GRAND RAPIDS, Mich. — Hospitals around the city continue to be near capacity. Presidents and chief doctors from Spectrum Health, Mercy Health St. Mary’s, and the University of Michigan Metro Health West held a joint media briefing virtually to discuss COVID-19’s impact on their respective facilities.
“As you can see the grand total number of inpatients we have in one of our hospitals with COVID-19 is a very high 455,” said Dr. Darryl Elmouchi of Spectrum Health, who started the meeting. “Our record was set two days ago and there’s a little fluctuation. But, most challenging for us as you can see: the ICU numbers. We have 126 adult ICU patients and one pediatric ICU patient.”
Dr. Elmouchi showed slides that illustrated the crisis at Spectrum Health. He said that they are "beyond capacity."
Dr. Peter Hahn said they’re experiencing similar circumstances at Metro Health West.
“We at UM Health West have been at about 90 percent of our staff beds at capacity for almost 3 months,” Dr. Hahn said. “Obviously, the vast majority of admitted COVID patients are unvaccinated. They’re younger in age and tend to be sicker, and over 90 percent of our patients who are on ventilators are unvaccinated.”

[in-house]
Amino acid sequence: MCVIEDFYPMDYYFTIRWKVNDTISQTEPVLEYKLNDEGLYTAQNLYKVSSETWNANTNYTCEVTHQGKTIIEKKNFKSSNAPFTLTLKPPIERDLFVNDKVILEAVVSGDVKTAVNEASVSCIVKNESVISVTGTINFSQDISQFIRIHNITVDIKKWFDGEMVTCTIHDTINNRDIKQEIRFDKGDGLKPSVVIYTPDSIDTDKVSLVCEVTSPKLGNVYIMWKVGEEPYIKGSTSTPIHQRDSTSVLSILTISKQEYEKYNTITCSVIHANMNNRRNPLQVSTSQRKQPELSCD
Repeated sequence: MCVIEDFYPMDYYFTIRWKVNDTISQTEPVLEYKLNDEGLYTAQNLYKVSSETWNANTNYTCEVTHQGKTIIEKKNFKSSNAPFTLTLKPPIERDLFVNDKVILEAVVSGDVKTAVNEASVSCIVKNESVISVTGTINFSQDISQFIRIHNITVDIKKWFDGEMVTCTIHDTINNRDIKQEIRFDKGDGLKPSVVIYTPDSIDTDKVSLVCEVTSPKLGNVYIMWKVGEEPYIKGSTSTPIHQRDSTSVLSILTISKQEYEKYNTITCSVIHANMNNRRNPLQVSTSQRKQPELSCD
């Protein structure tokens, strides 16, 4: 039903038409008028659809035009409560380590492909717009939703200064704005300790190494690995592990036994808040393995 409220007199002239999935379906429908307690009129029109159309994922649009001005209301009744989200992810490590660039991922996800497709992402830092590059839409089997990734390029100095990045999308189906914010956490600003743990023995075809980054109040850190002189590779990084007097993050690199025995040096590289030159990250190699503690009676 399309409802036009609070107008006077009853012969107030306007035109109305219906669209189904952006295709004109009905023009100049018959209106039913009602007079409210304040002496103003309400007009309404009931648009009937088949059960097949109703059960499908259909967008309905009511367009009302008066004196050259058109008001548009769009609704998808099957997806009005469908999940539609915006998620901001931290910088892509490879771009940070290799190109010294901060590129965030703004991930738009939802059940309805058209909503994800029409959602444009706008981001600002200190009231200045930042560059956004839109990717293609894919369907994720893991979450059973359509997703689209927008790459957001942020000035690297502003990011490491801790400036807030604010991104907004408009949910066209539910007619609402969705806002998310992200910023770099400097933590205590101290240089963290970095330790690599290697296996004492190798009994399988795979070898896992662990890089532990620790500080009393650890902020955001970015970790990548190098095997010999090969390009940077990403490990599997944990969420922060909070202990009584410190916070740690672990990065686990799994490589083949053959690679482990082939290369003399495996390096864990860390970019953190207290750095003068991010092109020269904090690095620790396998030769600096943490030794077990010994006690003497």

Dr. Matt Biersack of Mercy Health St. Mary’s said they’re at 98 percent occupancy at their hospitals overall and at 100 percent occupancy in their ICUs.
“We’re also seeing that the healthcare workforce as a whole has contracted. There’s national data that suggests that may be up to 100,000 have left the workforce and among them are some of our more experienced clinicians,” Dr. Biersack said. “Then, as I mentioned, acuity is so much higher. We actually have an additional fleet of 10 ventilators that are arriving today to support demands in our ICU.”
Dr. Biersack added that the global supply chain issues have impacted them as well. However, the health groups have been able to rely on each other during this time. Thursday, UM Health West sent over feeding tubes to Mercy Health because they were in low supply.
However, at this time what’s equally impacting hospitals is the increase in violence towards frontline workers, he said.
“I think this is the third crisis that we’re dealing with right now in addition to COVID and just the contracting workforce,” said Dr. Biersack. “The threat that our colleagues face on a day-to-day basis and, as [Dr. Darryl Elmouchi] mentioned, our staff are yelled at, hit, punched, scratched. We hear about these on a day-to-day basis. It feels unrelenting.”
Dr. Elmouchi said that every day around the lunch hour, they get a report about some violent episode that a nurse or doctor or healthcare provider endured.
He and other top doctors agreed that now’s a time for showing grace and patience when its comes to their frontline workers.
He said they’re overworked and overwhelmed.
“If you know a healthcare worker, check in with them. Tell them you support them. Thank them for the work that they’ve done,” Dr. Biersack said towards the end of the briefing. “Demonstrate that you care by wearing a mask when you’re out in public. We all ought to be doing that indoors at this point and time.”